An important focus of its work in the rest of Africa is that of transitional justice. Motala clarifies that transitional justice refers to the status of justice in the aftermath of a civil conflict where official institutions collapse and increased efforts are required to strengthen institutions like the courts and the police. The transitional period is marked in many countries by the establishment of special mechanisms including truth commissions and special courts to deal with atrocities of the past.
CSVR is also working with partner organizations in Southern Africa to develop the capacity of local communities to engage with their own government, to influence policy and to develop sustainable peace in these countries.
The Challenge of Building and Retaining a Strong Civil Society
During its transitional phase, while SA was largely spared from overt violence, many challenges remain, which threaten the overall stability of the country. According to Motala, a major challenge for SA is building and retaining a strong civil society. He argues further that civil society must also claim its space within the political arena.
Motala contends that the relationship between civil society organisations and the state is problematic for two reasons. Firstly, many organisations were eager to assist the new government in the period post 1994, but became compromised due to their closeness to the state. Secondly, in cases where organisations have voiced criticism against the state, there has been a severe back lash from the government. Citing the example of the Treatment Action Campaign (TAC), Motala argues that the critical space with government is occupied by social movements and that NGOs could learn much from the strategies of this particular social movement.
In Motala’s view, we need to develop a new generation of activism as well as a social consciousness around a common cause that profiles the eradication of poverty. He contends that no matter how benevolent a government is, human rights are never delivered on a platter. Human rights are delivered through struggles against social injustices.
Rising to the Challenges of a Truly African Organisation
Motala submits that two challenges prevail in CSVR’s overall goals. One relates to the racial profile of its senior staff. In this case, Motala is keen to transform CSVR’s current staff profile into one that is more demographically representative. He has set his sights not only on recruiting new staff but also on developing internal candidates.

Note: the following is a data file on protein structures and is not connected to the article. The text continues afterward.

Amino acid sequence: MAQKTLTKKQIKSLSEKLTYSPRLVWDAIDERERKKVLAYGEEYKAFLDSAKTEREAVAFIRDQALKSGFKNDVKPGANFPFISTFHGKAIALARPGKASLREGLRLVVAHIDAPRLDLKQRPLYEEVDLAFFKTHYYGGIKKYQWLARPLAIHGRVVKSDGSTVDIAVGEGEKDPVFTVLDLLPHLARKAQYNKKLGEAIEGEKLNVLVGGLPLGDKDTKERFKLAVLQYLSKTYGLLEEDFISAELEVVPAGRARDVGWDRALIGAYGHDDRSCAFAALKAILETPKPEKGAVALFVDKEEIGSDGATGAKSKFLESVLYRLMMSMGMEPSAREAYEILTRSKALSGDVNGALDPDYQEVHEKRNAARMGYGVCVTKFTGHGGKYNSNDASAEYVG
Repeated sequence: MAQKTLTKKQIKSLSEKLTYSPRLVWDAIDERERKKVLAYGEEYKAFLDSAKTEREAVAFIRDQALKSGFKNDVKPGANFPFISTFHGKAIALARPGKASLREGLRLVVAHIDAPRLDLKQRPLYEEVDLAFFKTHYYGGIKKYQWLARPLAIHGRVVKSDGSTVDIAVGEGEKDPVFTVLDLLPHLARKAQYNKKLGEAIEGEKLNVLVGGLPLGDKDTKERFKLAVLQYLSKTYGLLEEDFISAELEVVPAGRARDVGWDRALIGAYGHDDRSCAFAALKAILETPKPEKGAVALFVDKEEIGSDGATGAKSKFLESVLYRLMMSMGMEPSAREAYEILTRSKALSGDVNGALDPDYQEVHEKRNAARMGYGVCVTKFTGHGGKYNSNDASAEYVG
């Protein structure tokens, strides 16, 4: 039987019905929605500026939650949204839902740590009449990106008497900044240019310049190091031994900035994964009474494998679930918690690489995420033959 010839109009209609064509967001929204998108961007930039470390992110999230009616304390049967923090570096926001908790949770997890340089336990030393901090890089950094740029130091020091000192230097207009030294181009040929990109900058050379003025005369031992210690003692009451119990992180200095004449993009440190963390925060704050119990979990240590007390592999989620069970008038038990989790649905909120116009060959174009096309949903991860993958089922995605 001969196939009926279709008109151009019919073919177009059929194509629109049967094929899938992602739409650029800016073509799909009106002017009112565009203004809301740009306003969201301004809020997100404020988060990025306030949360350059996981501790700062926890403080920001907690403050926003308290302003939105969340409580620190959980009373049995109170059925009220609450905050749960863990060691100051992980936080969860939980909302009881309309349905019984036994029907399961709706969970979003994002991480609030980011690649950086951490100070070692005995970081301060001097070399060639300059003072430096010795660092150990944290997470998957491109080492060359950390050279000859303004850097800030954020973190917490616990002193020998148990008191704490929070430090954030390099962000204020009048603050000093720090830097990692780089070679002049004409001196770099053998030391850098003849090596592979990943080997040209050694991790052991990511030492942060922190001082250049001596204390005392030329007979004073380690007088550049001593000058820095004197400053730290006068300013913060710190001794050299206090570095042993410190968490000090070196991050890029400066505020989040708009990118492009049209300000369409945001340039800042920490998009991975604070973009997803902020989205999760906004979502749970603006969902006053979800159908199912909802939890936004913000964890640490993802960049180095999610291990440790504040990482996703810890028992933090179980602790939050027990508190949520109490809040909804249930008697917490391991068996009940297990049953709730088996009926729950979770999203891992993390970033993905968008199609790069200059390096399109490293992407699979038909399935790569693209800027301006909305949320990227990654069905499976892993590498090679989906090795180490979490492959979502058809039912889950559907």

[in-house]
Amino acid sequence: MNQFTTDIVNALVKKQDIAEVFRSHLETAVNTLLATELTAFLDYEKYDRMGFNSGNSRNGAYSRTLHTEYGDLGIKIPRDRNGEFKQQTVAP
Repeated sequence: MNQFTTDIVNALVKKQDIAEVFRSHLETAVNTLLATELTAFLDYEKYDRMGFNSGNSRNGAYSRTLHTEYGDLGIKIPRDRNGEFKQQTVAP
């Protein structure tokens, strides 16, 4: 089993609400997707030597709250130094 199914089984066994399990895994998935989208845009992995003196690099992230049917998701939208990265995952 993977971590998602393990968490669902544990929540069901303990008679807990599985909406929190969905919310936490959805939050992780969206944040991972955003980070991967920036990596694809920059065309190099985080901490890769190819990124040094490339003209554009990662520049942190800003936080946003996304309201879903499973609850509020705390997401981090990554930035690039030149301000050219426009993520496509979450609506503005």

Another challenge is strategically increasing the organisation’s work on the African Continent. In this regard, Motala is particularly interested in examining the African Union and the African Commission on Human and Peoples’ Rights
While not really highlighted as a challenge by Motala, he does acknowledge that the future sustainability of the organisation depends on its ability to build relationships with new donors as well as develop viable relationships with NGOs outside of SA, to meet the needs of its R20 million annual budget. This will be complemented by an increase in income generation initiatives.
Bold Future Plans Aim to Topple the North/South Status Quo
Motala argues that CSVR is the only Southern organisation with a high level of expertise in transitional justice and it is internationally recognized for this. However, he also contends that credit for work done by Southern NGOs is often usurped by international NGOs whose financial and related resources propel them into the limelight.
Going forward, Motala sees CSVR and other similarly strong African organisations displacing such international agencies on the Continent. He argues strongly that the South must have its own voice and set its own agenda and that international NGOs should support the work of Southern NGOs, giving credit where it is due as opposed to appropriating it.
Finally, Motala cautions that with international donors demanding a physical presence on the Continent for work related to African development, Southern NGOs could soon witness the mushrooming of a number of offices on the continent belonging to international NGOs hotly in pursuit of international funding.
- Fazila Farouk, Deputy Director/Portal Editor, SANGONeT